13th century

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Millennium: 2nd millennium
State leaders:
  • 12th century
  • 13th century
  • 14th century
Categories: BirthsDeaths
Mongol Empire in 1227 at Genghis Khan' death
Double silver dirham of Ghazan Khan made after the intervention of Imam Ibn Taymiyyah.[1]
Obv: Legend in Arabic: لاإله إلا الله محمد رسول الله صلى الله عليه وسلم/ ضرب تبريز/ في سنة سبع ...ر Lā ilāha illa llāha Muḥammadun rasūlu llāhi ṣalla llāhu ʽalayhi wa-sallam / ḍuriba Tabrīz / fī sanati sabʽin ...: "There is no God but Allah, Muhammad is His Prophet, Peace be upon him/ Minted in Tabriz in the year ...7"
Rev: Legend in Mongolian script (except for "Ghazan Mahmud" in Arabic): Tengri-yin Küchündür. Ghazan Mahmud. Ghasanu Deledkegülügsen: "By the strength of the Heaven/ Ghazan Mahmud/ Coin struck for Ghazan".
Tabriz mint. 4.0 gr (0.26 g). Silver.
The opening page of one of Ibn al-Nafis' medical works. This is probably a copy made in India during the 17th or 18th century.

The 13th century was the century which lasted from January 1, 1201 through December 31, 1300 in accordance with the Julian calendar.

The Mongol empire was founded by Genghis Khan, which stretched from Eastern Asia to Eastern Europe. Conquests of Hulagu Khan and other Mongol invasions changed the course of the Muslim world, most notably the Siege of Baghdad (1258), the destruction of the House of Wisdom and the weakening of the Mamluks and Rums, which according to historians caused the decline of the Islamic Golden Age. Other Muslim powers such as the Mali Empire and Delhi Sultanate conquered large parts of Western Africa and the Indian subcontinent, while Buddhism witnessed a decline. In the history of European culture, this period is considered part of the High Middle Ages.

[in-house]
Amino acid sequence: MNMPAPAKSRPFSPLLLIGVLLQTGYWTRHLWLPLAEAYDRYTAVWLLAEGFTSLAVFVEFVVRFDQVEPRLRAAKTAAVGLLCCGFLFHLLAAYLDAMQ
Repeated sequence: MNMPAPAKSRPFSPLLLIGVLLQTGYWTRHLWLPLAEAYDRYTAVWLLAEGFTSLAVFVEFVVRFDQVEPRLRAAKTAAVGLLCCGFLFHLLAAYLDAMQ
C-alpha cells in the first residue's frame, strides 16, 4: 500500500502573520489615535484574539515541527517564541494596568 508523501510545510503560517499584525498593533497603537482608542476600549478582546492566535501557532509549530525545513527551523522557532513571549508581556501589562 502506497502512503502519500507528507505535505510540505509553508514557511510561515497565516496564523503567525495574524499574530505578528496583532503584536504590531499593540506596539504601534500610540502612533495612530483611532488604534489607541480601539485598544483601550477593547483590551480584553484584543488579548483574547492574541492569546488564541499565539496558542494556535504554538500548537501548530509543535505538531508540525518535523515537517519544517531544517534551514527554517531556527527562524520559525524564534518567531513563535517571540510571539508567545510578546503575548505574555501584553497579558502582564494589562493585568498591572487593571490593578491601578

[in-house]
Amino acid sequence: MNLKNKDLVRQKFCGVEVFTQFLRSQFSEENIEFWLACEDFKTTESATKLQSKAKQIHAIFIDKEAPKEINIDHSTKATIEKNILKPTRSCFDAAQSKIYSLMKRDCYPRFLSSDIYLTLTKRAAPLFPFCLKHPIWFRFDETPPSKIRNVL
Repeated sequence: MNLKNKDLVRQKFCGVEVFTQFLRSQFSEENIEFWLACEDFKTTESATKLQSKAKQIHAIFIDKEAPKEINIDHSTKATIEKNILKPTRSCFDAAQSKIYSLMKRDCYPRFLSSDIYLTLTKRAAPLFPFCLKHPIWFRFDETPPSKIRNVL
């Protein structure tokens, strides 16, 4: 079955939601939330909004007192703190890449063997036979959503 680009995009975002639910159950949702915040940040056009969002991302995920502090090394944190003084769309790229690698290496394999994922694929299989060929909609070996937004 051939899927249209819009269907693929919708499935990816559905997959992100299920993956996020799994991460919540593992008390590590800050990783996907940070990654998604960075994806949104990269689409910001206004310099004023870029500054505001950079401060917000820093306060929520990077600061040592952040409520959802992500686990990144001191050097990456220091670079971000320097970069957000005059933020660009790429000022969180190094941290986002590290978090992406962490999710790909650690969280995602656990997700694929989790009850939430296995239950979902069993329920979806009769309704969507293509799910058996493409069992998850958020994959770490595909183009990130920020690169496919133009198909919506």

A page of the Italian Fibonacci's Liber Abaci from the Biblioteca Nazionale di Firenze showing the Fibonacci sequence with the position in the sequence labeled in Roman numerals and the value in Arabic-Hindu numerals.







Alai Gate and Qutub Minar were built during the Mamluk and Khalji dynasties of the Delhi Sultanate.[3]


Portrait of the Chinese Zen Buddhist Wuzhun Shifan, painted in 1238, Song dynasty.
Hommage of Edward I (kneeling), to the Philippe le Bel (seated). As duke of Aquitaine, Edward was a vassal to the French king.




Significant people

Frescoes from the 13th-century Boyana Church
Queen Tamar

Inventions, discoveries, introductions

See also


  1. For numismatic information: Coins of Ghazan Archived 2008-02-01 at the Wayback Machine, Ilkhanid coin reading Archived 2008-02-01 at the Wayback Machine.
  2. "Ken Angrok". Encyclopædia Britannica. Retrieved 25 July 2010.
  3. Qutb Minar and its Monuments, Delhi UNESCO
  4. Grousset, Rene (1988), Empire of steppes, Wars in Japan, Indochina and Java, New Jersey: Rutgers University Press, p. 288, ISBN 0-8135-1304-9 Cite has empty unknown parameter: |lastauthoramp= (help).
  5. page 243
  6. History of Aceh Archived August 13, 2012, at the Wayback Machine
  7. Weatherford, Jack (2004). Genghis khan and the making of the modern world. New York: Random House. p. 239. ISBN 0-609-80964-4.

External links